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-   -   Debian vs Arch linux for my needs on a laptop - advice requested (http://www.linuxquestions.org/questions/linux-laptop-and-netbook-25/debian-vs-arch-linux-for-my-needs-on-a-laptop-advice-requested-921514/)

MostViktorious 01-01-2012 02:43 PM

Debian vs Arch linux for my needs on a laptop - advice requested
 
Hello LQ users, I just have a couple of questions.

I recently got a new laptop, and I'm finally intent on running GNU/Linux properly on it, (I've mainly used virtual machines in the past).

My friend recommended Arch Linux to me, and I say that it's intriguing, yet I only have one main issue with it: pacman.
I'm just used to apt-get, and to me, it is much more user friendly, as well as more powerful (in terms of number of commands/options, from a first glance anyway).

So I've had experience with Fedora, Ubuntu and Kubuntu (as well as Xubuntu). I've decided that most likely I'll try GNOME 3, thus my reasoning for instead of Arch, maybe trying a more Debian-based derivative. So now I'm thinking, I don't need a Debian based derivative, maybe I should just try Debian itself!

I'm mainly wondering which one to pick, Debian or Arch. I'm fine with suggestions, but I'd rather distros that are at least fairly well known, and not the really obscure ones.


I want to be able to try a lot of things with my planned setup, everything from games, to a bit of coding, maybe some "network security exploration :P" and the like. So far, Debian seems like it caters itself to my needs. I would consider myself a fairly intermediate user of Linux.

Can anyone offer any opinions?

esteeven 01-01-2012 02:52 PM

Hello. You seem to have answered your own question ------ use Debian. If it ticks all the boxes, install it. apt-get is a great tool. Of course, I use Arch on my systems and love pacman :) I have also used Debian and lots of derivatives. Why not partition your disk and install both? Spend a day / week / hour / year using one and then switch to the other. In the end, only you can decide which is better for you. If I say Arch for it's up-to-date packages, someone else will say Debian because of its tried and trusted stable packages.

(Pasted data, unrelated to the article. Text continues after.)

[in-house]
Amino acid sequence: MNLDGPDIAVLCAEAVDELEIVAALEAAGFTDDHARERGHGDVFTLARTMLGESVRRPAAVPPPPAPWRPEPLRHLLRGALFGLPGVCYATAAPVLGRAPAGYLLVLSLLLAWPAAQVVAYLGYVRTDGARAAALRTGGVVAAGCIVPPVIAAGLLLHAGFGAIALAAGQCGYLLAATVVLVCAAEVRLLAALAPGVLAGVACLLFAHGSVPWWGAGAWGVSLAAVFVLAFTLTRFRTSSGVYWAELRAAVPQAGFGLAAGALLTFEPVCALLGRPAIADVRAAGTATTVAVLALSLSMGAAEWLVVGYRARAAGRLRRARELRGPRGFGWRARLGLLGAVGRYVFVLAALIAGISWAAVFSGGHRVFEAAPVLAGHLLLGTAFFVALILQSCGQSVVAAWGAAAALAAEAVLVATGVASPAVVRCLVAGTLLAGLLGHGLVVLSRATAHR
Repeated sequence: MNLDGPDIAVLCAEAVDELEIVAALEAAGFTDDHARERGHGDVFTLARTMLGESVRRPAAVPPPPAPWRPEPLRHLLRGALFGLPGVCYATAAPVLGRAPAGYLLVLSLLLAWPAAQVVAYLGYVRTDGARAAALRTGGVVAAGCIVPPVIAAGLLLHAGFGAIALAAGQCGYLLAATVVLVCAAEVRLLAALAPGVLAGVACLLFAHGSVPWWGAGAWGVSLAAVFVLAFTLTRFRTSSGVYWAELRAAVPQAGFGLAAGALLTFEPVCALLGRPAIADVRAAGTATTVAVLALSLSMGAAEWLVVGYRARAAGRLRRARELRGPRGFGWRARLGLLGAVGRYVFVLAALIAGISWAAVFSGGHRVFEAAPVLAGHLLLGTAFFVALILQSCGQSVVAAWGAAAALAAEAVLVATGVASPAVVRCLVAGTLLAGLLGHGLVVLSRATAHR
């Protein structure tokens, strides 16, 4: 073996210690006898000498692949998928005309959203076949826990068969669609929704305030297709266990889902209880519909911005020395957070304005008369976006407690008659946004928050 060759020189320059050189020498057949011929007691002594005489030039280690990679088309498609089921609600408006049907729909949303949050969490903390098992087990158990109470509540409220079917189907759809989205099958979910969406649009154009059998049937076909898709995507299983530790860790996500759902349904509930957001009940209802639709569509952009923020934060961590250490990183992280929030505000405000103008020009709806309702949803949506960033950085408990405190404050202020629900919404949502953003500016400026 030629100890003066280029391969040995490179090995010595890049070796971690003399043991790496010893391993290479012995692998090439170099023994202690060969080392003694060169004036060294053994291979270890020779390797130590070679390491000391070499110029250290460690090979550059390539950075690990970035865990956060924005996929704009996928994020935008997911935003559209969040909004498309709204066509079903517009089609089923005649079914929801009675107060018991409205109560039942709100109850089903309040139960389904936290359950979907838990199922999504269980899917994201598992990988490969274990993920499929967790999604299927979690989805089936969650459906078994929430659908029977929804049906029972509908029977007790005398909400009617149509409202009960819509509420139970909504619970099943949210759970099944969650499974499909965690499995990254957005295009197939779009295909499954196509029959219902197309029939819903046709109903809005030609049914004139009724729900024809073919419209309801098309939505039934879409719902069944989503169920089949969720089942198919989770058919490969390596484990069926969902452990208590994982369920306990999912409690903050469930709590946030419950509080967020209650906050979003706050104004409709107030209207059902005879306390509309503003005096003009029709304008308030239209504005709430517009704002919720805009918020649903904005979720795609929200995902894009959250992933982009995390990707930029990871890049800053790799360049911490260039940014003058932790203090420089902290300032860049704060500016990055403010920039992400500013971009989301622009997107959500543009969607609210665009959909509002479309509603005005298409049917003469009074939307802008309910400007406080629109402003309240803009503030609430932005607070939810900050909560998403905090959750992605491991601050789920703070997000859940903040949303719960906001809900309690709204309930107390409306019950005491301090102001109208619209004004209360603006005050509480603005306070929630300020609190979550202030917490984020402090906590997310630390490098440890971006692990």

Good luck!

snowpine 01-01-2012 03:52 PM

Debian and Arch are both fine distros. One thing you didn't mention is the community--did you visit both Debian and Arch forums to see if they are a friendly place to hang out and get your questions answered (and to help other users with their questions once you have a bit more experience)?

Also keep in mind that Gnome 3 won't be in Debian Stable until roughly 2013. If you want the latest & greatest packages then choose Arch (or some users might argue for Debian Unstable); if you want older, well-tested packages then choose Debian Stable.

MostViktorious 01-01-2012 04:01 PM

That's the thing about packages with Debian. Can't i just install the same "latest and greatest" packages in Arch as in Debian? Can't I just add a repository that has the newest versions of packages and just get nice updated packages too?

Or install them from source if need be?

snowpine 01-01-2012 04:21 PM

Well, most people who choose Debian Stable are looking for an extremely stable distro, where the software is old and well-tested. It is a great choice for a server, a business computer, or an academic environment, where "must not crash" is more important than "shiny new toys."

If you are looking for "similar to Debian but more razzle-dazzle" then I strongly recommend Ubuntu or Linux Mint; they are the 2 most popular distros for desktop/laptop/netbook and very user-friendly. :)

MostViktorious 01-01-2012 04:33 PM

No offense to Ubuntu users, but I am really not a Ubuntu person. :P

But regarding my previous question, can't I just upgrade and install whatever shiny new packages I want on Debian just as well? Like won't I just have to manually add a repo and just run apt-get???

snowpine 01-01-2012 04:37 PM

Debian has Testing, Unstable, and Experimental repos, for advanced users who enjoy using newer applications and helping Team Debian squash bugs for future releases. :)

theW 01-11-2012 03:50 PM

I think that you should give arch a try at least in a virtual machine. Pacman may not look powerful from its list of options but it is extremely fast and flexible with installing from locations other than the main repos. If this is a lower spec machine than Debian might be a little slower than arch for many things and if you do want to install from source than the abs if fantastic.


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